In a 2010 piece about the performance artist Stuart Sherman, who died from AIDS in 2001, Johnatan Berger makes reference to a series of book reviews that Sherman had written on the amazon.com under the name CRIXEN. As Berger notes, in the 2009 survey of Sherman’s works by John Hagan, Yolanda Hawkins and John Matturri, the curators note how these reviews offer ‘the closest Sherman had come to an autobiography’. With this in mind, what do you make of Sherman’s review of Isak Dinesen’s Out of Africa?
Out of my suitcase and into my hands, out of my hands and into my suitcase, out of my suitcase and into my hands–packing and unpacking the book I never see, its pages dark with with neglect, as, suitcase in hand–right hand, left hand, left hand, right hand–I travel to other places–this place, that place, that place, this place–reading other books–right page, left page, left page, right page–along trails of neglect marked out for longing native to my sense of proper tourist-etiquette. Then one day–long, long from now, far, far from here–responding to the rasp of a hasp, I look down and see my beard helplessly locked between the jaws of my suitcase. The beard is long and growing longer, deep and deeper into the suitcase’s unknown (and therefore, perhaps, vast) interior. I unlock the suitcase–spreading its jaws apart (top jaw, bottom jaw, bottom jaw, top jaw)–reach in, rescue my bead and salvage the book, which latter, like the former, is covered with –slime? ooze? mud? No, shaving cream! Clutching the book with one hand (my right), removing my beard with the other (my left), I kick the suitcase (it moans–a sigh of regret? of longing?) and begin to read. The book’s first words cut like a razor through hair proud to be cut: “I had a farm, in Africa, at the foot of the Ngong Hills.” I stop traveling, I return home–long, long from now, far, far from here.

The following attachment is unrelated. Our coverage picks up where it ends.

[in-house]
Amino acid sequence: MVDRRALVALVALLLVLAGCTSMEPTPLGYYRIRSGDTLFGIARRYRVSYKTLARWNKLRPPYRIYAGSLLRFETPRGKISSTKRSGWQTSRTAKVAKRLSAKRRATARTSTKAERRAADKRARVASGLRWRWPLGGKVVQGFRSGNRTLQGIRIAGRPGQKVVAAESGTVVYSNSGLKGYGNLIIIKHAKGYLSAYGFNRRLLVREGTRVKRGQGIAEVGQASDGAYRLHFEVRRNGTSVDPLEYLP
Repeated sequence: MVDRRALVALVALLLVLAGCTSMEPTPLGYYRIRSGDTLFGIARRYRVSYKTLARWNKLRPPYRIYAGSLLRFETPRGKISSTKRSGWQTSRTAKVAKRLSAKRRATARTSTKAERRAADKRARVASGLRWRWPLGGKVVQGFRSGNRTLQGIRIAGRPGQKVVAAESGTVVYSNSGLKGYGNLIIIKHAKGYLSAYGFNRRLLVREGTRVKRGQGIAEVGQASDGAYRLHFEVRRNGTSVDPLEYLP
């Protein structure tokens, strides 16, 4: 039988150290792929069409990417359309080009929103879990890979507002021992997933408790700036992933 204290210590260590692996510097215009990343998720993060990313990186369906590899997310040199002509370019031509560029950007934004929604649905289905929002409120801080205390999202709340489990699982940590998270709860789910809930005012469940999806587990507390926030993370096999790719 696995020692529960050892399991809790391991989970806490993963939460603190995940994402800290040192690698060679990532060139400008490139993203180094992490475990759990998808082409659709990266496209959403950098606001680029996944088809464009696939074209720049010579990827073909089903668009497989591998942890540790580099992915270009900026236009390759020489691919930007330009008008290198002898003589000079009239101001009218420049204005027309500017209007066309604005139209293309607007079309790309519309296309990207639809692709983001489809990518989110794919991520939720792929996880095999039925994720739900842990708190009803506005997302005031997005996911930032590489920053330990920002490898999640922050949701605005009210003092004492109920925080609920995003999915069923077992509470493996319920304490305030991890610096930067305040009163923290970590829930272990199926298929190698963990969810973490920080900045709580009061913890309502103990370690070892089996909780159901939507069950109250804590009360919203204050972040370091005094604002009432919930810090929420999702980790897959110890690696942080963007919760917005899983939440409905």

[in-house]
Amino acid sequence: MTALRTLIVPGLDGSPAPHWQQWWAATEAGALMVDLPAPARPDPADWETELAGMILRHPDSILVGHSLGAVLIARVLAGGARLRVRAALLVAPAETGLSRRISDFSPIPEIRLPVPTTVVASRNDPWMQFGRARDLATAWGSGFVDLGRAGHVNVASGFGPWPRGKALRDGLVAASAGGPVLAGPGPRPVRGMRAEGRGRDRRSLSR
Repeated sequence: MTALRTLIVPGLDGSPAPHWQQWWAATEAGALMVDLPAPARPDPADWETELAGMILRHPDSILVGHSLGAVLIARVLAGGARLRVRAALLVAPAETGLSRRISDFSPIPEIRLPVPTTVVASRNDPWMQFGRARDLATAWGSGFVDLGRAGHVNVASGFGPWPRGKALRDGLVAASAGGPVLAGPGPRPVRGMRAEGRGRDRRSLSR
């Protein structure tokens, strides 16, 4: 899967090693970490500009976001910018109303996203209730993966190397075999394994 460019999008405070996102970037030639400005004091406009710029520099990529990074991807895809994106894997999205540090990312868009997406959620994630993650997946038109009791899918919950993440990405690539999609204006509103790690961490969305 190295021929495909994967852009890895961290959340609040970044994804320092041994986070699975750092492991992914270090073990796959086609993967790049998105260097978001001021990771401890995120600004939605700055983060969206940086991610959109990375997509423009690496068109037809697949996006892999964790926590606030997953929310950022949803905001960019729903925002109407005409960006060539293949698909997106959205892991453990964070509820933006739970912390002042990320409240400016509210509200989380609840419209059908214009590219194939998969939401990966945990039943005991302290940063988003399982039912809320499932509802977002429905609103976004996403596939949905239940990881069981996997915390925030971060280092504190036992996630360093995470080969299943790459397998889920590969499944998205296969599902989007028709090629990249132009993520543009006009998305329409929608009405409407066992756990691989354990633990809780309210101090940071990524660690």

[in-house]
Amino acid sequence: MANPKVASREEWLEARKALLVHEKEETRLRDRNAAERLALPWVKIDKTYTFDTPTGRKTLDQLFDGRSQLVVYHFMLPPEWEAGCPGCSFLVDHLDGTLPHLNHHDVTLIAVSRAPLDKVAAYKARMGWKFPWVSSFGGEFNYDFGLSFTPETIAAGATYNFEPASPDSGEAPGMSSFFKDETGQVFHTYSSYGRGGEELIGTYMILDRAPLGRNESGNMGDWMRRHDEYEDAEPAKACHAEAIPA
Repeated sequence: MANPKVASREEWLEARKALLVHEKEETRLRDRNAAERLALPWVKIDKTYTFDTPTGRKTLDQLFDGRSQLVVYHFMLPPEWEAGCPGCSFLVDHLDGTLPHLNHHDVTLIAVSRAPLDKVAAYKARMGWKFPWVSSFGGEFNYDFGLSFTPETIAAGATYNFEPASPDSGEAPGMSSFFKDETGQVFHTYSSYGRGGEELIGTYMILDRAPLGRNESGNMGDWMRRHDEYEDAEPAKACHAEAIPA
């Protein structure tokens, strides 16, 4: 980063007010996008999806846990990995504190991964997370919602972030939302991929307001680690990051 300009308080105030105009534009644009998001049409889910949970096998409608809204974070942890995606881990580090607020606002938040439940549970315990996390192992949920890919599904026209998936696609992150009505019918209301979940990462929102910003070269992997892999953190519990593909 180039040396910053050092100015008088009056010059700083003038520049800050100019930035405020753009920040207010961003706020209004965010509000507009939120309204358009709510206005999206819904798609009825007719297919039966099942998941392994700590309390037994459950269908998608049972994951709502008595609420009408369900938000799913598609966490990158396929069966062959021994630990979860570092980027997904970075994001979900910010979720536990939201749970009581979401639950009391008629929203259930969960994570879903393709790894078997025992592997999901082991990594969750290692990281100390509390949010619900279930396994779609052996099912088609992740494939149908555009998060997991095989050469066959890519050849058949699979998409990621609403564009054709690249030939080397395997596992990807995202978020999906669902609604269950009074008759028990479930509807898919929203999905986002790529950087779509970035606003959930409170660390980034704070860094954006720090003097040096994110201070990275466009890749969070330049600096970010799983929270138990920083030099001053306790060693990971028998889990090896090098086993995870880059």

Once I discovered Sherman’s reviews, it made me think of the ‘inventor of the book review’ Photius, the 9th century patriarch of Constantinople. Photius’ work Bibliotheca is composed of 279 (some repeated!) reviews of books that he has read. Here is how Photius begins his work:
After our appointment as ambassador to Assyria had been confirmed by the assent of the embassy and approved by the emperor, you asked to be furnished with summaries of those works which had been read and discussed during your absence. Your idea was to have something to console you for our painful separation, and at the same time to acquire some knowledge, even if vague and imperfect, of the works which you had not yet read in our company. We believe that their number is exactly 279. Accordingly, regarding the fulfilment of your request as a sacred obligation, we engaged a secretary, and set down all the summaries we could recollect. No doubt we have not been expeditious enough to satisfy your feverish eagerness and vehement desire, but still we have been quicker than might have been expected. The summaries will be arranged in the order in which our memory recalls them. Certainly, it would not be difficult, if one preferred it, to describe historical events and those dealing with different subjects under separate headings. But, considering that nothing would be gained by this, we have set them down indiscriminately as they occurred to us. If, during your study of these volumes, any of the summaries should appear to be defective or inaccurate, you must not be surprised. It is no easy matter to undertake to read each individual work, to grasp the argument, to remember and record it; but when the number of works is large, and a considerable time has elapsed since their perusal, it is extremely difficult to remember them with accuracy. As to the commonplaces met with in the course of our reading, so simple that they can hardly have escaped your notice, we have devoted less attention to them, and have purposely refrained from examining them carefully. You will be better able than ourselves to decide whether these summaries will do more than fulfil your original expectations as to their usefulness. Certainly, such records will assist you to refresh the memory of what you have read by yourself, to find more readily what you want, and further, to acquire more easily the knowledge of what has not as yet been the subject of intelligent reading on your part.
With Photius in mind, try reading Sherman’s reviews (here) as not only autobiographical, but testaments to ideas of reading and memory.